Ultimately, the NBA will rule the rule. ($$$). There’s an infinite amount increase in D league players getting called up on certain teams. Baseball has it right, in my opinion. College – A – AA – AAA – the bigs. And the product is watchable and entertaining at all levels.

  8. If forcing athletes to redshirt a year “impinges upon freedoms” then so does the NBA draft . . . and so does the cap on the number of players on the roster . . . and so does the curfew imposed upon players the night before a playoff game . . . and, come to think of it, so does the playoff system itself.

    What a bad deal all this is for the players.

  9. I love the idea if the entire league does it. It would weed out the kids who care more about the money than school, the one and dones…it would put us on equal playing ground w Kentucky. Also, kids need to concentrate more on studies and adapting to college life as a freshman. As an educator I am all for this if everyone adopts the policy! The Big Ten cares more about academics than say…the SEC and they are trying to show this but it must be across the board!

  10. AWinAZ, baseball also has it right with when you can be drafted. In baseball, you can be drafted right out of high school or if you decide to go to college you have to be there a minimum of 3 years (or 3 years out of high school) before you are eligible to be drafted. This makes so much more sense for basketball then the current system.

  11. Calipari is on record in support of a minimum of 2 years college…Hell, once he gets his McDonald’s All-Americans in that “bait and tackle shop,” why wouldn’t he be in support of a system to keep them longer? It’s what’s being done at the recruiting level(backroom deals and academic enticements/corners cut) that makes it appear more of a one-and-done problem….

    If you’re one of the handful of select few talented enough to play in the NBA after one year of college, it’s highly likely you had a decent shot coming straight out of high school….Why should any talent of that level be denied the shot to go straight from high school to pro basketball?

    And what good does it do for the college game to restrict a player his deepest wish? Do you honestly think they’ll love the particular school of choice, the college experience, or the jersey anymore if forced to stay(especially if already denied an opportunity straight out of high school) an additional year?

    Maybe I’m in the minority, but I don’t want to force a young man or young woman into staying in college if he/she truly wants to leave in pursuit a bigger dream…We have no problem assuming 18-year-old kids are mature enough to get drafted into wars or enlist straight out of high school under the false pretenses of glamour and glory in fighting and killing sold to the disadvantaged….The rich that can find shelter from such horrors and “drafts” have always sought the shelter and protection of college to stay out of that game…It’s easier to sell the military cause to those under the grips of poverty that haven’t had the fortunes of education and comforts of economic stability…I tend to think it’s quite the hypocrisy to deny a supremely talented basketball player, often a disadvantaged kid, to go any damn time he/she pleases to a profession that could get his/her family some of the riches their ancestors have died and fought for years for this country while politician’s and banker’s sons/daughters have abused the protected walls of college an Ivy League to save their own privileged hide…But, hey…That’s just my idea of freedom and fair opportunity….Let’s not kid ourselves…No scores are being evened when we let a few pass through the system and make a few bucks.

  12. I also think it’s unfair to assume many find the decision simple….Some of these young men have a tremendous amount of pressure to do the right thing for their families.. It’s easy to stand in judgment and attach a stigma to these young men for not placing eduction first..But I haven’t lived in their shoes nor will I pretend to truly understand what it must feel like to have a chance to finally break a cycle of economic hardship upon a mother or father that for years had zero hope. It’s easy to label that as “not caring” or “not sophisticated” enough for the pursuits of learning within the halls our institutions….Are we attaching those labels because we really want to give these young men all the options available, or do we enjoy the roadblocks and the mockery of those we know sit behind the eight ball due to the absence of our own social consciousness and lazy acceptance for flippant treatment of institutionalized barriers to fair opportunity that begins far before any phenom picks up a basketball to chase a dream? We flip the switch of reality to act as if many of these young men are denying themselves the benefits of education in our fine colleges..I’m sorry…but what a crock of sh___t… Now we want to hand them the books..? Now we want to serve their minds equal justice and opportunity? The gathered most into “one” neighborhood and deemed them “done” of opportunity, fair wages, quality schools, and safe streets since they born into an economic prison we’ve turned our backs on for generations….I think 1/10000000000 can “one-and-done” some hoops upon our halls of learning that have forever been built on a system of education they’ve forever been excluded…..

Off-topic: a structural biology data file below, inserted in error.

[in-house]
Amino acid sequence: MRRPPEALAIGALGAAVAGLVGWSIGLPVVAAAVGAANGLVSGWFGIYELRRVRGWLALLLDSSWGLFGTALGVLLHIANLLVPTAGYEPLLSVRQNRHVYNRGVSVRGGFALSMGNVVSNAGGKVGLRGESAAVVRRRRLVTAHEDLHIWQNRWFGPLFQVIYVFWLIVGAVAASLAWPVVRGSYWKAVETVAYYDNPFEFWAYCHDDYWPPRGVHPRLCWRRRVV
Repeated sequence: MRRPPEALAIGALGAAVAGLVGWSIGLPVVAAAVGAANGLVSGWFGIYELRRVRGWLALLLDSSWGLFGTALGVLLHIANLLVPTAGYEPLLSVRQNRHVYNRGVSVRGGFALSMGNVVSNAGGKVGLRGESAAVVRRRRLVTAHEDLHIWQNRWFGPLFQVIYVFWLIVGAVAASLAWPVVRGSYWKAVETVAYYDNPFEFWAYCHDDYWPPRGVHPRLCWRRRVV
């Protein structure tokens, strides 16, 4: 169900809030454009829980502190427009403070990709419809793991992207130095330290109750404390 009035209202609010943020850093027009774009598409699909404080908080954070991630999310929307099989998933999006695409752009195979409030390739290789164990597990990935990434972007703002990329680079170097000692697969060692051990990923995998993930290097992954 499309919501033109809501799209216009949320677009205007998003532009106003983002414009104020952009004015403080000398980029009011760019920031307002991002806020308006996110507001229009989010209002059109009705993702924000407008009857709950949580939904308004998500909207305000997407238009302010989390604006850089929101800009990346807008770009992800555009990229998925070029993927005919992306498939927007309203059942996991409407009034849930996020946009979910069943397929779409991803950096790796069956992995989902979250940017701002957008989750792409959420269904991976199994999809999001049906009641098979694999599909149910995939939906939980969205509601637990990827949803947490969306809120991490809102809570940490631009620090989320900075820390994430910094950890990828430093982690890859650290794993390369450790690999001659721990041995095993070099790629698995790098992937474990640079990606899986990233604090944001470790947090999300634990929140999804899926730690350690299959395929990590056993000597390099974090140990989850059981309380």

13. While I’ve always liked to think that most young people, given the appropriate support and possessing enough motivation, can succeed in college, to assume that everyone can is ridiculous. Not at a ‘real’ “institute of higher learning”. Back in the day UNLV would load up with ‘non-qualifiers’ who miraculously could qualify there. Our neighbors across the Ohio River have quite a record on the subject. But the fact is, being a skilled basketball player does not immediately bestow one with the academic wherewithal to succeed in college. That doesn’t mean such individuals should not be allowed to play basketball.

    The easy answer is a minor league system such as baseball. I don’t know if it’s feasible. While I enjoy a nice evening at a Class A ballpark in the summer it’s a different experience being in a local civic center watching third tier basketball in December. I remember watching Luke Recker playing D league hoops in Asheville. I never went back.

    You make some good points, Harvard.

  14. Does anyone remember the SNL skit before the IU/UNLV matchup showing the UNLV students succumbing to the rigorous academic stress at UNLV? One student says, “Who has time for basketball when they’re a student at the University of Nevada at as Vegas?”

    Another breaks down and jumps out the window committing suicide.

    A few minutes later the guest host comes out and says they been inundated with calls about the skit and he believes it was simply a misunderstanding. He goes on to state (paraphrasing), “Our point was that the University of Nevada at Las Vegas is simply not a very good school and that their academic standards are…well…a joke. We hope this clears up any misunderstanding.”